Over the last 12 months, the front office of the Chicago Blackhawks has shown a great deal of confidence in their selections from the 2011 NHL Draft. Six of the Hawks’ 11 picks in last year’s draft have already signed an entry-level contract, and two (Brandon Saad and Andrew Shaw) saw postseason action.
But looking back at the last decade, the Blackhawks haven’t drafted well at all. Indeed, they have missed more times than not. So with the 2012 NHL Draft coming up in just a few weeks, what can we learn from the organization’s history?
Looking back at the Hawks’ first round picks since the year 2000, it’s easy to need a stiff drink. Between 2000-2009, the Blackhawks made 12 selections in the first round. Six of the 11 skaters they selected played in fewer than 80 regular season games for the organization.
How mediocre have the Hawks’ first round picks been since 2000? Cam Barker’s 80 points in a Chicago sweater ranks fourth among first rounders since the millennium. Only four of the 11 skaters selected in the first round between 2000-2009 have given the organization more than 100 career points (Tuomo Ruutu, Brent Seabrook, Jonathan Toews and Patrick Kane).
Indeed, looking back at the last 12 years, the Hawks have had much better success in later rounds of the draft than earlier on. Certainly they hit home runs with Seabrook, Toews and Kane. And a number of second round picks (Duncan Keith, Corey Crawford, Dave Bolland and Bryan Bickell) have made an impact on Chicago’s NHL roster.
But the Hawks have found a great deal of relative success after the third round.
Consider where these players were selected by Chicago:
- James Wisniewski – 5th round (2002)
- Adam Burish – 9th round (2002)
- Dustin Byfuglien – 8th round (2003)
- Jake Dowell – 5th round (2004)
- Troy Brouwer – 7th round (2004)
- Niklas Hjalmarsson – 4th round (2005)
- Marcus Kruger – 5th round (2009)
- Andrew Shaw – 5th round (2011)
As I wrote in the first chapter of my book, on aspect of the 2010 Stanley Cup-winning team that made them the perfect group of players to finally represent this organization on the game’s ultimate prize was that team was put together of castaways from other organizations. Only nine of the 23 players whose names were engraved on the Stanley Cup in 2010 were drafted by the Blackhawks.
Because of that team, and the organization staying in the playoff picture, circumstances have changed in Chicago. With the NHL roster nearly filled with veterans for at least the next couple years, the Hawks are no longer drafting to fill top spots in their lineup as they did in 2006 and 2007 when they drafted Toews and Kane.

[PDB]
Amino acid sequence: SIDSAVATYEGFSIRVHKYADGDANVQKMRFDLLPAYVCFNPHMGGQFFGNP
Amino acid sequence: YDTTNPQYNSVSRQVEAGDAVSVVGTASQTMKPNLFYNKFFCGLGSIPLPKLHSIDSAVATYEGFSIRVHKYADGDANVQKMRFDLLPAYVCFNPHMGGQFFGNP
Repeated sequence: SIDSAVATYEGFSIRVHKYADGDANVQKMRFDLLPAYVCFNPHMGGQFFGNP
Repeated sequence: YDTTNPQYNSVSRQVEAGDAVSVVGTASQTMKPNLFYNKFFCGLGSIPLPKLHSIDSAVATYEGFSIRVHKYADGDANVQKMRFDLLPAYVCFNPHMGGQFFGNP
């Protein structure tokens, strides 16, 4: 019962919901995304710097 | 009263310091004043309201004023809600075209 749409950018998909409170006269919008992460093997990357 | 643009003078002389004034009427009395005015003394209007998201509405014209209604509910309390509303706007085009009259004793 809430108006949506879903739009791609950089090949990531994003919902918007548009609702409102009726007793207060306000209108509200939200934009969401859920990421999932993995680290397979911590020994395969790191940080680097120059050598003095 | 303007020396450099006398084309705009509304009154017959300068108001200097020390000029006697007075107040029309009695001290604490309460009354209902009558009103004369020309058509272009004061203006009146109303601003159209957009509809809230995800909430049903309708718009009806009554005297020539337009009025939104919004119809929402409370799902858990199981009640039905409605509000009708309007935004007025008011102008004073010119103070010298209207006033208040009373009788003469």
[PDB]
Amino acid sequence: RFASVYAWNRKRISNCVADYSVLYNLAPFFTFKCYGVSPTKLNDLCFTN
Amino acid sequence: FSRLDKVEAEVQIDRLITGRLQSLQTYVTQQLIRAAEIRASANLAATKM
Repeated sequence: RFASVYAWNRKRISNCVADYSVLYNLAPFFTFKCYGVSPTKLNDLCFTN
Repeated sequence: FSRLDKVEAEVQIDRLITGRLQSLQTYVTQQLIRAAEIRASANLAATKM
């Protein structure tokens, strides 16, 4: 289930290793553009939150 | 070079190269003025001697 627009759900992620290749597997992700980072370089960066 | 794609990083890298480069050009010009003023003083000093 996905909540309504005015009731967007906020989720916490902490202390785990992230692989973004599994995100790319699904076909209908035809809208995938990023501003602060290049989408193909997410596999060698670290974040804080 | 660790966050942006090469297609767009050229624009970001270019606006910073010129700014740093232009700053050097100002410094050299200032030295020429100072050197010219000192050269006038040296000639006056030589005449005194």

Because of those two picks working out as well as they did, the Hawks will pick in the bottom half of each round (again) this year. The front office will have to look for a player to slip through the cracks (as Saad did last year), and their scouts will have to be on top of their game to identify potential impact players that might be available in later rounds (as they did with Shaw).
The organization’s depth has improved dramatically in the last three years, but it’s now time for some of those players to matriculate to the NHL level to stay. This year’s draft will not only add players to the system, but hopefully add quality talent to the Rockford and, eventually, Chicago rosters that will help the Blackhawks compete for a championship.
At least on paper, the last couple years have been good for Stan Bowman’s regime. Keeping that in mind, there are some prospects that (if they’re still with the organization through this summer) will need to step up their game to stay with, much less ahead of, the incoming group of talented youngsters.
Specifically Joe Lavin (5th round – 2007), Kyle Beach (1st round – 2008) and Shawn Lalonde (3rd round – 2008), all of whom are in the final year of their respective entry-level contracts, will need to separate themselves as legitimate NHL talent quickly or could become trade bait as Brian Connelly was last year.
Each draft brings new optimism for the future of the organization. The Blackhawks aren’t in bad shape, but they need help. Trades will happen before, during and after the draft this year, and picks will be swapped by general managers, with every team trying to help their specific situation.
Will the Hawks’ help come from players drafted by the organization? Or will history repeat itself, with the Hawks using picks and prospects to add the right players to bring another championship to Chicago?
Two full years after the post-Cup fire sale, it’s time for some of the players and picks acquired from those deals to make an impact on the NHL roster. It’s also time for other talented youngsters to move up in, or out of, the organization.
It’s time for Bowman’s work to pay off.
For the Blackhawks (depressing) complete draft history since 1991, click here.